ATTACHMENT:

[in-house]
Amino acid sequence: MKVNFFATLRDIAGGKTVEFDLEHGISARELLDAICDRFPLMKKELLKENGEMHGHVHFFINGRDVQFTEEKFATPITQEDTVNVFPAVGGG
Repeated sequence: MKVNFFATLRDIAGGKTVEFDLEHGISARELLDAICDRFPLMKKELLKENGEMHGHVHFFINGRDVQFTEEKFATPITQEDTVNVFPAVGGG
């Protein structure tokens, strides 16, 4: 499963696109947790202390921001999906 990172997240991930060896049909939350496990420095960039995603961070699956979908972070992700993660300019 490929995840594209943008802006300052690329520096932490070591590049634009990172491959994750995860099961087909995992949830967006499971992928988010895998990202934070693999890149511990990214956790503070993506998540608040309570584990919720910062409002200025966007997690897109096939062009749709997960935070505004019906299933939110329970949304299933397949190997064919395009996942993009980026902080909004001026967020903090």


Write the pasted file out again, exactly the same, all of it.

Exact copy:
[in-house]
Amino acid sequence: MKVNFFATLRDIAGGKTVEFDLEHGISARELLDAICDRFPLMKKELLKENGEMHGHVHFFINGRDVQFTEEKFATPITQEDTVNVFPAVGGG
Repeated sequence: MKVNFFATLRDIAGGKTVEFDLEHGISARELLDAICDRFPLMKKELLKENGEMHGHVHFFINGRDVQFTEEKFATPITQEDTVNVFPAVGGG
């Protein structure tokens, strides 16, 4: 499963696109947790202390921001999906 990172997240991930060896049909939350496990420095960039995603961070699956979908972070992700993660300019 490929995840594209943008802006300052690329520096932490070591590049634009990172491959994750995860099961087909995992949830967006499971992928988010895998990202934070693999890149511990990214956790503070993506998540608040309570584990919720910062409002200025966007997690897109096939062009749709997960935070505004019906299933939110329970949304299933397949190997064919395009996942993009980026902080909004001026967020903090």